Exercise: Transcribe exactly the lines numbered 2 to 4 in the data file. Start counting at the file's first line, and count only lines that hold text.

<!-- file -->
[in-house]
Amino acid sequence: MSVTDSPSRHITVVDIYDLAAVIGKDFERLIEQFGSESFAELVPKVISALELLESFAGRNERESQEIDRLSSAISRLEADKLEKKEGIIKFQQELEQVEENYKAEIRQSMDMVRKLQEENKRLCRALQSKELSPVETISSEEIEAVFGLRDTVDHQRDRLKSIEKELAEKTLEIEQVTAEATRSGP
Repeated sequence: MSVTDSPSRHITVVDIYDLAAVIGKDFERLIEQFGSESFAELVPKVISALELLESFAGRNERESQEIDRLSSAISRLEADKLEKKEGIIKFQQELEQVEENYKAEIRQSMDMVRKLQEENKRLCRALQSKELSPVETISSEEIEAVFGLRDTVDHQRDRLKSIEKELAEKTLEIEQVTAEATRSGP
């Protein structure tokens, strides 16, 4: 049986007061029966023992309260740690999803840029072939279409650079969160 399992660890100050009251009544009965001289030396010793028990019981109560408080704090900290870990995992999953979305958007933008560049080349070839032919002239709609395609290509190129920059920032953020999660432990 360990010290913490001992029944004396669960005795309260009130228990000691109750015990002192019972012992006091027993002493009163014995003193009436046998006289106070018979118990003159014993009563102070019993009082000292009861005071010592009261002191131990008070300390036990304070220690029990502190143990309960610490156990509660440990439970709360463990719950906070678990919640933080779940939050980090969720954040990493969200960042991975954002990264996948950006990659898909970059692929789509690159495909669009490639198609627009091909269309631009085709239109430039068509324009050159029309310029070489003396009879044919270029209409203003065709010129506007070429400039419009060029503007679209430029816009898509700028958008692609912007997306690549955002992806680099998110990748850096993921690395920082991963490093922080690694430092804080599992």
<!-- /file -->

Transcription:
Amino acid sequence: MSVTDSPSRHITVVDIYDLAAVIGKDFERLIEQFGSESFAELVPKVISALELLESFAGRNERESQEIDRLSSAISRLEADKLEKKEGIIKFQQELEQVEENYKAEIRQSMDMVRKLQEENKRLCRALQSKELSPVETISSEEIEAVFGLRDTVDHQRDRLKSIEKELAEKTLEIEQVTAEATRSGP
Repeated sequence: MSVTDSPSRHITVVDIYDLAAVIGKDFERLIEQFGSESFAELVPKVISALELLESFAGRNERESQEIDRLSSAISRLEADKLEKKEGIIKFQQELEQVEENYKAEIRQSMDMVRKLQEENKRLCRALQSKELSPVETISSEEIEAVFGLRDTVDHQRDRLKSIEKELAEKTLEIEQVTAEATRSGP
């Protein structure tokens, strides 16, 4: 049986007061029966023992309260740690999803840029072939279409650079969160 399992660890100050009251009544009965001289030396010793028990019981109560408080704090900290870990995992999953979305958007933008560049080349070839032919002239709609395609290509190129920059920032953020999660432990 360990010290913490001992029944004396669960005795309260009130228990000691109750015990002192019972012992006091027993002493009163014995003193009436046998006289106070018979118990003159014993009563102070019993009082000292009861005071010592009261002191131990008070300390036990304070220690029990502190143990309960610490156990509660440990439970709360463990719950906070678990919640933080779940939050980090969720954040990493969200960042991975954002990264996948950006990659898909970059692929789509690159495909669009490639198609627009091909269309631009085709239109430039068509324009050159029309310029070489003396009879044919270029209409203003065709010129506007070429400039419009060029503007679209430029816009898509700028958008692609912007997306690549955002992806680099998110990748850096993921690395920082991963490093922080690694430092804080599992």